A leading Palestinian human rights activist has claimed that freedom of speech is far greater under the Hamas regime in Gaza than in the Fatah-controlled West Bank.
Khalil Abu Shamala, director of the al-Dameer Centre For Human Rights – which works in both Gaza and the West Bank – said that although there were still occasional arrests of Fatah members, “nowadays we don’t document many violations”.
He noted that this was partly down to Hamas’s weakness in the face of international pressures, particularly the breakdown of relations with the Egyptian regime.
In the past, Hamas has made large-scale arrests of journalists and called many others in for questioning, with opposition activists and bloggers facing harassment.
But although abuses still occurred in Gaza, Abu Shamala said that government forces in the Palestinian Authority–controlled West Bank took much harsher action against critics.
“Freedom of expression in Gaza is better than in the West Bank,” he told Index on Censorship. “We have many cases where the PA arrest and attack people because they criticize them on Facebook, and many Facebookers in the West Bank use alternative names, not their real names. But here, they speak without any harassment by Hamas.”
A rift between Hamas and Fatah, which culminated in the Islamist group seizing power in the Strip in 2007, has led to the creation of two near-separate entities in Gaza and the West Bank. Hamas refuses to recognise the Jewish state and is under an embargo by Israel and the international community.
“I don’t know why, but in the West Bank, Palestinian Authority security systems have cooperation and coordination with Israel – and they don’t want to give the opportunity for a third intifada, and they don’t want to allow Hamas or those who are against the Palestinian Authority [to speak out] because they know many of the Palestinians in the West Bank hate the Palestinian Authority,” Abu Shammala continued.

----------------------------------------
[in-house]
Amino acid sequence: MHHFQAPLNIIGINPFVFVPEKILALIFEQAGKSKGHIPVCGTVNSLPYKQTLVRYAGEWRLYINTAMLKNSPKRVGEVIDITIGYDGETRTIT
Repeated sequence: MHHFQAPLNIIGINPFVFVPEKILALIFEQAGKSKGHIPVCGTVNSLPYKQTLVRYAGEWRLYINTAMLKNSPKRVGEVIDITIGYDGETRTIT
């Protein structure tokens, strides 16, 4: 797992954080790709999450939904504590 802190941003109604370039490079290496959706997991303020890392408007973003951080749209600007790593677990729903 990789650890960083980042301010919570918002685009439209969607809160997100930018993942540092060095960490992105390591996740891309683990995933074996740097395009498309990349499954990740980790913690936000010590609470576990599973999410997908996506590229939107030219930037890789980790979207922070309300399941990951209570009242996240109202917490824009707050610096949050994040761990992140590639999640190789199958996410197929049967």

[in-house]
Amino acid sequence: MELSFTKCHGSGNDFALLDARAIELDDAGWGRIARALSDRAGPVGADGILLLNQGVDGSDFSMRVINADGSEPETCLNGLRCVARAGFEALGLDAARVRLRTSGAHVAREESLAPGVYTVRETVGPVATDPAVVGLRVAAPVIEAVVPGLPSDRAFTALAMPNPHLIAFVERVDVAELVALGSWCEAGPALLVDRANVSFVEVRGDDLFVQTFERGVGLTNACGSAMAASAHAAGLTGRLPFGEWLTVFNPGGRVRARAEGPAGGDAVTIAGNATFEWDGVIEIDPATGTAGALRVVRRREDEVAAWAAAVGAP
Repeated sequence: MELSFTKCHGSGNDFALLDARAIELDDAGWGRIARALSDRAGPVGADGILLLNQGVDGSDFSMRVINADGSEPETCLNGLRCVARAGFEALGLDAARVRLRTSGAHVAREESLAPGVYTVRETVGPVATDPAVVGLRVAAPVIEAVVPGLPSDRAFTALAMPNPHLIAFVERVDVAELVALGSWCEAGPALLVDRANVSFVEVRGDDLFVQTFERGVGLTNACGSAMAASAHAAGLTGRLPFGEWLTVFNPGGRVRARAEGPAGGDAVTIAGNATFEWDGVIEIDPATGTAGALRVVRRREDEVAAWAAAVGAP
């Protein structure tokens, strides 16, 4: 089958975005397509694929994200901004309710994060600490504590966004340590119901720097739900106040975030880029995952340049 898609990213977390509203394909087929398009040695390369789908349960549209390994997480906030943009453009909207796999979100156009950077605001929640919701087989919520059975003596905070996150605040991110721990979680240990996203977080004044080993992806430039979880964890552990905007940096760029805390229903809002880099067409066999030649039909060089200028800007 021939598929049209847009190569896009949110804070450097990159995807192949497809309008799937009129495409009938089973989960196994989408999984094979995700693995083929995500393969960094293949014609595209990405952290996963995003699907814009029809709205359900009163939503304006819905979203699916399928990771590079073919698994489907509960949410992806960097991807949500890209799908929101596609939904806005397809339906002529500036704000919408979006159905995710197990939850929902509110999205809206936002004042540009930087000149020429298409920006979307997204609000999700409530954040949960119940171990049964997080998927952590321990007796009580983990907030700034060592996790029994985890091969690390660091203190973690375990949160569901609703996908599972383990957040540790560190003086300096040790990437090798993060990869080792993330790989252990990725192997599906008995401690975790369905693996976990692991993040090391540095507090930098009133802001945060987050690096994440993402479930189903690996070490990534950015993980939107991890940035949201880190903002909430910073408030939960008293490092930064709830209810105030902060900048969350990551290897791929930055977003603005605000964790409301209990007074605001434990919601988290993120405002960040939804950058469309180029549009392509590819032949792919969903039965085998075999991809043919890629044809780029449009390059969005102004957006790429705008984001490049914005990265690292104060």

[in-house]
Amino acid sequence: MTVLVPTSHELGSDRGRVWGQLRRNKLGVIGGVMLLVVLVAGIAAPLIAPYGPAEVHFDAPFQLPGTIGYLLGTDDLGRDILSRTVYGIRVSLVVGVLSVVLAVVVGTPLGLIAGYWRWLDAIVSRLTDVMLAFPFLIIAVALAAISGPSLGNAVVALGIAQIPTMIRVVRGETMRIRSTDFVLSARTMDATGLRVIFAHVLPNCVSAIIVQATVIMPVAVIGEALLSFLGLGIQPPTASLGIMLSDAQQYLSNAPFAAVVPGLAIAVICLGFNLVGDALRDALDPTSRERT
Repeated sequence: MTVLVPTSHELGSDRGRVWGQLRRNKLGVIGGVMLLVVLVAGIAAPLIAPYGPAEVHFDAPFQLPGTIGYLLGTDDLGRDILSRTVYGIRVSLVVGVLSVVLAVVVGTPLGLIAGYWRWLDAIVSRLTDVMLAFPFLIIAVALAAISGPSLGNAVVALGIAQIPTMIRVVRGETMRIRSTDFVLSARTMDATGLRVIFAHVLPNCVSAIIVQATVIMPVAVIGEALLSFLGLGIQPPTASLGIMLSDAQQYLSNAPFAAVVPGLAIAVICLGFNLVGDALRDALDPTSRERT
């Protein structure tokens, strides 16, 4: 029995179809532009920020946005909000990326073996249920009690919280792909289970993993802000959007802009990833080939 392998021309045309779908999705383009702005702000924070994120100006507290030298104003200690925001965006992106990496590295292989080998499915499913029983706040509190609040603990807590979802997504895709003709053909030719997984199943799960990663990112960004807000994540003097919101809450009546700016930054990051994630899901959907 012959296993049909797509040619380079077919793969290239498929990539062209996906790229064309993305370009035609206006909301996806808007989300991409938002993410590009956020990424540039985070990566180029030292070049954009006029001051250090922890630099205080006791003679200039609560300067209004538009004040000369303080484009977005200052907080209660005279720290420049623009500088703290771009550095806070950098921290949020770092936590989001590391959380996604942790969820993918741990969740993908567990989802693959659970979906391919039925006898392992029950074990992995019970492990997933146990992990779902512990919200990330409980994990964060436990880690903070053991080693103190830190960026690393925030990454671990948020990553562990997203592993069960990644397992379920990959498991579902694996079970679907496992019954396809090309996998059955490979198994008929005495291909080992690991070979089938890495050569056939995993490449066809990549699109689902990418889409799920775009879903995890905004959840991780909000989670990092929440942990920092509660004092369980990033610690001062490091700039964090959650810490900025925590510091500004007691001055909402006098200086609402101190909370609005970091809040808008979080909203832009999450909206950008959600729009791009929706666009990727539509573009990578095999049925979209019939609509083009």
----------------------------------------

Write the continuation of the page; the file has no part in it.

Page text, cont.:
Hamas has previously issued proceedings against Abu Shamala for his outspoken criticism of the Islamist group.
“After they took over Gaza, they wanted from the beginning to impose their Islamic agenda on the society,” he said, adding that his organisations and others had tried to combat these efforts.
The Hamas deputy foreign minister, Ghazi Hamed, denies that his government took any action to silence their critics.
“We are not oppressing people and people can speak loudly, can criticise the government, can criticise Hamas,” said Hamed. “We never put anyone in jail who criticizes Hamas or write something against Hamas. We have different organisations, political parties, even writers, they have full freedom to write what they want.”
UPDATE 27 April: Communications Minister Mashhour Abu Daka resigned yesterday, citing personal reasons. Abu Daka reportedly accused al-Mughni of “gagging free expression” shortly before his resignation.
The Palestinian Authority has reportedly enforced a block on accessing sites critical of President Mahmoud Abbas by pressuring Internet Service Providers (ISPs) since February.
Local news agency Ma’an made the discovery in cooperation with Open Observatory of Network Interference and after a member of Prime Minister Salam Fayyed’s cabinet agreed to speak publicly about the story. The blocking of sites including Amad, Fatah Voice, Firas Press represents a crackdown on those which tend to cover internal Fatah politics and are thus critical of the President, who is already being accused of a power grab due to his ever-increasing number of roles within the Authority. Due to some of the sites being loyal to former Fatah official Muhammed Dahlan, Ma’an describes how following a political spat between Dahlan and Abbas, resulting in a raid on Dahlan’s house, “the Palestinian Authority was complaining about its inability to shut down alleged Dahlan media based abroad” from June 2011. Four of these sites are currently blocked, meaning that the PA have no qualms about censoring sites based outside of their jurisdiction if it suits their political purpose.
According to Ma’an, the order to block the sites was hand-delivered by the Palestinian Attorney General Ahmad al-Mughni to the CEO of the Palestinian Telecommunications Company (or PalTel) and other smaller ISPs based in the West Bank. Ma’an also state that al-Mughni, whose name appears to be increasingly connected to cases of crackdowns on the press, including the arrest without charge of several journalists in recent weeks, has dismissed these claims and refused to respond to questions on the topic.